Richard Trevithick's steam locomotive
On 21 February 1804, the world's first ever railway journey ran 9 miles from the ironworks at Penydarren to the Merthyr-Cardiff Canal, South Wales.
It was to be several years before steam locomotion became commercially viable, meaning Richard Trevithick and not George Stephenson was the real father of the railways.
In 1803, Samuel Homfray brought Richard Trevithick to his Penydarren ironworks at Merthyr Tydfil in South Wales. Homfray was interested in the high pressure engines that the Cornishman had developed and installed in his road engines. He encouraged Trevithick to look into the possibility of converting such an engine into a rail-mounted locomotive to travel over the newly laid tramroad from Penydarren to the canal wharf at Abercynon.
It would appear that Trevithick started work on the locomotive in the autumn of 1803 and, by February 1804, it was completed. Tradition has it that Richard Crawshay, owner of the nearby Cyfarthfa ironworks, was highly sceptical about the new engine, and he and Homfray placed a wager of 500 guineas each with Richard Hill (of the Plymouth ironworks) as to whether or not the engine could haul ten tons of iron to Abercynon, and haul the empty wagons back.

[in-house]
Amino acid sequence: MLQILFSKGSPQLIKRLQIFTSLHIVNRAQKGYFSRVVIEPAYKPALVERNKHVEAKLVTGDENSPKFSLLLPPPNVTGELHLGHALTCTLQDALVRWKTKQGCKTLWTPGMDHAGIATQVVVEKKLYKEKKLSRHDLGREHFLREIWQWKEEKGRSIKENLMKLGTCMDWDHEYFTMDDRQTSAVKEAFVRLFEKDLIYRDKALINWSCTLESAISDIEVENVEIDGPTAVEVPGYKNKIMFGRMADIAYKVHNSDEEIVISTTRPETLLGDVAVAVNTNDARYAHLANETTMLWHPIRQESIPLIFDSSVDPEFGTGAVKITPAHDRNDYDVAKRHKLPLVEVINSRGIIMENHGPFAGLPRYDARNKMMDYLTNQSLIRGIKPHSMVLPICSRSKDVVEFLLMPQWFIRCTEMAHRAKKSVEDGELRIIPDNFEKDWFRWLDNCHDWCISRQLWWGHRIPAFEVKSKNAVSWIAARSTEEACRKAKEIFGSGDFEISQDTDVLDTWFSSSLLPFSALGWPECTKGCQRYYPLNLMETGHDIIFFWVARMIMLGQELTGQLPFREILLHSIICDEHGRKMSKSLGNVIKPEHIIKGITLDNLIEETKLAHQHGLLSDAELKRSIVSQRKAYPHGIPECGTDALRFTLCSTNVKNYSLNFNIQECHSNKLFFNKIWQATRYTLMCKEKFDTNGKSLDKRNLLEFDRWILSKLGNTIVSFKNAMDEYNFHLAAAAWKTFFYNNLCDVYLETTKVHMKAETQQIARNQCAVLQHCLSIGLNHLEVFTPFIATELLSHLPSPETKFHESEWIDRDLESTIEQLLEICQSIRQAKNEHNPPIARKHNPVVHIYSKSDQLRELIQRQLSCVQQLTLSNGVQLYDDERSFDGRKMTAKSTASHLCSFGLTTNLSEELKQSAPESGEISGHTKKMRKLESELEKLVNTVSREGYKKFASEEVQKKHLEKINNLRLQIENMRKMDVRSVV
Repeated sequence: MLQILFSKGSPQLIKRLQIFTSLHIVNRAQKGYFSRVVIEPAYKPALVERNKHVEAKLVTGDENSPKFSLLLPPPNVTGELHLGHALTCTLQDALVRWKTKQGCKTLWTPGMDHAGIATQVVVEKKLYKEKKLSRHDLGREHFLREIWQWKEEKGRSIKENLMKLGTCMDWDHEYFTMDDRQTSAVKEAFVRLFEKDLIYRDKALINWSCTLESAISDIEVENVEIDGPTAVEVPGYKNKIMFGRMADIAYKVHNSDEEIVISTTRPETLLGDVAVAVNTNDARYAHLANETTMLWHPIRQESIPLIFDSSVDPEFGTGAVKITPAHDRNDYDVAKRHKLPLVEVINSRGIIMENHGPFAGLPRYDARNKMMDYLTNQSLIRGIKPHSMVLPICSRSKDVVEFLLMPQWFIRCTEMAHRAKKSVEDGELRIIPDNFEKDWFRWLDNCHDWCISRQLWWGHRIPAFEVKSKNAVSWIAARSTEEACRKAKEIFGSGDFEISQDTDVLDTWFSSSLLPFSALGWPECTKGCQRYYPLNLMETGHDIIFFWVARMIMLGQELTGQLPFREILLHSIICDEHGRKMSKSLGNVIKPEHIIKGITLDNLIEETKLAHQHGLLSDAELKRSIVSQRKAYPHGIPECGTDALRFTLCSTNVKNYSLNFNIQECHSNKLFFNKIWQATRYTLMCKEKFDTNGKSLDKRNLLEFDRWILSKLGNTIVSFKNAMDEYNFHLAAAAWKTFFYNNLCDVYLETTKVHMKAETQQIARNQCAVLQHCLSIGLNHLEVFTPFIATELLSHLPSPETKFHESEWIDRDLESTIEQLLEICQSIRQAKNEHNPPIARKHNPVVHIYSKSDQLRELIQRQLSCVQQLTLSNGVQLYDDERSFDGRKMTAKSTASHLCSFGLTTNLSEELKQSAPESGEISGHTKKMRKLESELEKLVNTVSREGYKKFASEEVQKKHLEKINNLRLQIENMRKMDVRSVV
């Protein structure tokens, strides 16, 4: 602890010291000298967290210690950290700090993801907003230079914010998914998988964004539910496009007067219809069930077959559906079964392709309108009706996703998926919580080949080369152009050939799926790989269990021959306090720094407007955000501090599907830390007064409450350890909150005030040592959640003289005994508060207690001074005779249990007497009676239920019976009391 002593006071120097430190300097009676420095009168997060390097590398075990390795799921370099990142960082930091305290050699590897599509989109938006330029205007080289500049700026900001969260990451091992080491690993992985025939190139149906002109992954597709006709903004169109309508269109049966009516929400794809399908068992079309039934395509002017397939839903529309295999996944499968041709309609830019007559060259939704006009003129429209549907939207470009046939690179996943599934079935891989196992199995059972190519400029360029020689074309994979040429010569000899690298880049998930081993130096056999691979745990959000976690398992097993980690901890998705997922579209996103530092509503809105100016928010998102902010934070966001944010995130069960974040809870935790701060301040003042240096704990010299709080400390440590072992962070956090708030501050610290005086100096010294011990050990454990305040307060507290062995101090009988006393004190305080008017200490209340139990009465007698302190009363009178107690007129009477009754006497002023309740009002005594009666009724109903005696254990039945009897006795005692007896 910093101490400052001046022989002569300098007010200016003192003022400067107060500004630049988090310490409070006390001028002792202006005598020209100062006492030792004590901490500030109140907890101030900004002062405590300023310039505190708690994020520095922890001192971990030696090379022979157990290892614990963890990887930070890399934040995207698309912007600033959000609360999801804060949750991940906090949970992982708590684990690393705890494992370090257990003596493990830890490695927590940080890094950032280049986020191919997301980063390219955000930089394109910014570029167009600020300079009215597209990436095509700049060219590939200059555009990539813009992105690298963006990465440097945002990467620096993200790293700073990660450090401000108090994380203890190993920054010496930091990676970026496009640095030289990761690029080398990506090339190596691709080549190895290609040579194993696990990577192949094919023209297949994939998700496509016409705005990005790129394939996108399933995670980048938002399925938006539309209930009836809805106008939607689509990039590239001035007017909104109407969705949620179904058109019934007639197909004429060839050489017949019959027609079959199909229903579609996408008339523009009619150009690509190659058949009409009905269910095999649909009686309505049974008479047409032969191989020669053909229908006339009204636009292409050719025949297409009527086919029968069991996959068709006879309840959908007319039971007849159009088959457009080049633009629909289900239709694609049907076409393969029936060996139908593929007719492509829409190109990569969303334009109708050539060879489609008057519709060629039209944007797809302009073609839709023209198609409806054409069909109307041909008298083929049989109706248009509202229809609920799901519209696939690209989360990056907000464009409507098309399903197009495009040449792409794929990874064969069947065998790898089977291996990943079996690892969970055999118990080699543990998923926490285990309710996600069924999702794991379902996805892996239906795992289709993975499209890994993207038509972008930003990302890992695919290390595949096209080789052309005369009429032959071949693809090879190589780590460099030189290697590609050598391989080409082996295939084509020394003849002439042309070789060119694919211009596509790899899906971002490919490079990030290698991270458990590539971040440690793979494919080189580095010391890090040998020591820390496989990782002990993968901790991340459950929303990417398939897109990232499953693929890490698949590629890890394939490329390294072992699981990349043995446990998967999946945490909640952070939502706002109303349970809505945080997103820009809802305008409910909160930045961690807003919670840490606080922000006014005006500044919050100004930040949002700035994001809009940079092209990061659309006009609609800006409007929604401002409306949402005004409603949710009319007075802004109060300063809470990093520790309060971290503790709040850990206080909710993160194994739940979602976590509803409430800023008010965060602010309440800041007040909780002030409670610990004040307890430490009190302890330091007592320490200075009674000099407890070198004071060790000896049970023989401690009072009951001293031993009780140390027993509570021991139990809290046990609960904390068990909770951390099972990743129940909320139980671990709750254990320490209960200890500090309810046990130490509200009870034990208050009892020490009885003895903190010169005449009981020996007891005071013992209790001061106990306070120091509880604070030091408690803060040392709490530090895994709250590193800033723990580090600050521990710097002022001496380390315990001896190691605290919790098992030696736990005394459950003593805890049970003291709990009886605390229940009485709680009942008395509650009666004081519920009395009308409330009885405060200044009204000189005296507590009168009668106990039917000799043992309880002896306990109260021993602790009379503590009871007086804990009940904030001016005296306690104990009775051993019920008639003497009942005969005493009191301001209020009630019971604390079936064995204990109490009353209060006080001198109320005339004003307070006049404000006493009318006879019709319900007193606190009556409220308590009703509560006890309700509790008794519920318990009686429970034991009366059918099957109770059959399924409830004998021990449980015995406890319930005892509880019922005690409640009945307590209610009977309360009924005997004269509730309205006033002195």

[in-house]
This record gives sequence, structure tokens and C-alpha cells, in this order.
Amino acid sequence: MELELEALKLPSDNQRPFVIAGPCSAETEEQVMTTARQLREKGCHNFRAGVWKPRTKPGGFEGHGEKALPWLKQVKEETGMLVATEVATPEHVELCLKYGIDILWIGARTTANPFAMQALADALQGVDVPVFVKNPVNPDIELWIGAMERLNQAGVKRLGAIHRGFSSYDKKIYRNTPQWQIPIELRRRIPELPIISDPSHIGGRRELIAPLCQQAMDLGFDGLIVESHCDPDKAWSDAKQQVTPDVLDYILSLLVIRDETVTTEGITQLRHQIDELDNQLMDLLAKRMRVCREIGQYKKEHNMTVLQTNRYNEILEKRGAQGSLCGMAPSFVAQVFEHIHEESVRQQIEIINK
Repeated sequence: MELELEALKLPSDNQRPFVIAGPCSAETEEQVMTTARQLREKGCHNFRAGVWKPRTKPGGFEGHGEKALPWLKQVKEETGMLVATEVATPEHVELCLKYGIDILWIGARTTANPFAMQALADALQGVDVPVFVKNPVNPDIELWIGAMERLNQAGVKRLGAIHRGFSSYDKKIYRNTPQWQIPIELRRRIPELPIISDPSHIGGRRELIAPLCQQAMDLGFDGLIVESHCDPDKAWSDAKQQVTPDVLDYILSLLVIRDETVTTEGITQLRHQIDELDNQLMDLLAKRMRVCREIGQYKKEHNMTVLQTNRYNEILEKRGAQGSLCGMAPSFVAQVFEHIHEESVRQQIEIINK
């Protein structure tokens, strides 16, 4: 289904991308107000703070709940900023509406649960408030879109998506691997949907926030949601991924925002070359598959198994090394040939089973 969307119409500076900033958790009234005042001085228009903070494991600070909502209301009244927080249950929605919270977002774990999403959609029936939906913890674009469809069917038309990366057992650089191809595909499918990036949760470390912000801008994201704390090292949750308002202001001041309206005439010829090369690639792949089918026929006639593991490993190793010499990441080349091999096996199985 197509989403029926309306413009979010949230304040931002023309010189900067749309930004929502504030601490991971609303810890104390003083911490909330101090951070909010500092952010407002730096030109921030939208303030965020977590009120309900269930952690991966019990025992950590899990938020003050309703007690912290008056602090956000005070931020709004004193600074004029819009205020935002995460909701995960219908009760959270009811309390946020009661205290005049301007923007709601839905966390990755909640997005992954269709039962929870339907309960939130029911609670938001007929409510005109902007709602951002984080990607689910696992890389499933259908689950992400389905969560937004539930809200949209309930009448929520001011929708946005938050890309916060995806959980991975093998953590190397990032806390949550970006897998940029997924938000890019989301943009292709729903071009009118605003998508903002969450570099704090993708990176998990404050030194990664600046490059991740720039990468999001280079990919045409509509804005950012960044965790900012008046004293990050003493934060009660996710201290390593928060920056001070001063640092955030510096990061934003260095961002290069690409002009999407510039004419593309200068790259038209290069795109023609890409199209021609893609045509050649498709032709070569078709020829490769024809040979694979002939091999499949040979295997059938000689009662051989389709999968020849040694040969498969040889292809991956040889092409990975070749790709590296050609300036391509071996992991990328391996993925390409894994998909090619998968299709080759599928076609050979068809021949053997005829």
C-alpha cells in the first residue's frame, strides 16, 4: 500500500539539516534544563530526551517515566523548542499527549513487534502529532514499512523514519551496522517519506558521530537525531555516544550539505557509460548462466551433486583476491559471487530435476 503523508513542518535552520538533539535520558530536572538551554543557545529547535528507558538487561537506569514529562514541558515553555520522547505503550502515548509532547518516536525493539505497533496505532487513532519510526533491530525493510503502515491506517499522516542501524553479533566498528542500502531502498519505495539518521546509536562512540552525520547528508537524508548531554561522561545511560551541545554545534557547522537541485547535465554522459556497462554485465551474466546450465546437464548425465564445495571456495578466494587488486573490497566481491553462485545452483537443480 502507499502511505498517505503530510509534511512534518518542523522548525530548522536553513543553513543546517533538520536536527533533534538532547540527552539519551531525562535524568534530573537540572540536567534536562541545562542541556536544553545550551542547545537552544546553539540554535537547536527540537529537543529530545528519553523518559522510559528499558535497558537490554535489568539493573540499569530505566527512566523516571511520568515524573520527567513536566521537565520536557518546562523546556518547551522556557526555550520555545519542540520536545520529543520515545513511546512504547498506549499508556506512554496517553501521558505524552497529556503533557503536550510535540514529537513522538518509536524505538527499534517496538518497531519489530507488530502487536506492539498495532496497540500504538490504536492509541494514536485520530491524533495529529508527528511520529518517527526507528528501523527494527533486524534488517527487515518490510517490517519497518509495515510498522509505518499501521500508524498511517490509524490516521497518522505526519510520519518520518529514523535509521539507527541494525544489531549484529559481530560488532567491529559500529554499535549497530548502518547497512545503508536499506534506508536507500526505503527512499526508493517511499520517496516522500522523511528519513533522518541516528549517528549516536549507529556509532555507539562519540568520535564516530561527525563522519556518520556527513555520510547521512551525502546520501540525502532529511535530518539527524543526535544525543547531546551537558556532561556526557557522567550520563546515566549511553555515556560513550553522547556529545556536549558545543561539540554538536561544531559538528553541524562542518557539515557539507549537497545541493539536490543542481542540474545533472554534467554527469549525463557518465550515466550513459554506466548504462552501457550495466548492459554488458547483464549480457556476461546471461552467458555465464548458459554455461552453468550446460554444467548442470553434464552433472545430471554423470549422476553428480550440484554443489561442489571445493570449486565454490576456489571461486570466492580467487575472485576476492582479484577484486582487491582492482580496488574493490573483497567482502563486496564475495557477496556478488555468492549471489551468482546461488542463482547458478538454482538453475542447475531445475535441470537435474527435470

The first run was on 21 February. Unfortunately, on the return journey a bolt sheared, causing the boiler to leak. The fire then had to be dropped and the engine did not get back to Penydarren until the following day. This gave Crawshay reason to claim that the run had not been completed as stipulated in the wager, but it is not known if this was ever settled!
The engine was, in fact, too heavy for the rails. Later, it would serve as a stationary engine driving a forge hammer at the Penydarren works.
The replica locomotive on display in the National Waterfront Museum today was built working from Trevithick's original documents and plans (now in the National Museum of Science and Industry). It was inaugurated in 1981 and, ironically, presented the exact same problem as the original engine – it too broke the rails on which it ran!
We cannot underestimate the importance of Trevithick's locomotive. In 1800, the fastest a man could travel over land was at a gallop on horseback; a century later, much of the world had an extensive railway system on which trains regularly travelled at speeds of up to sixty miles per hour.
This remarkable transformation, a momentous occasion in world history, was initiated in south Wales in that February of 1804.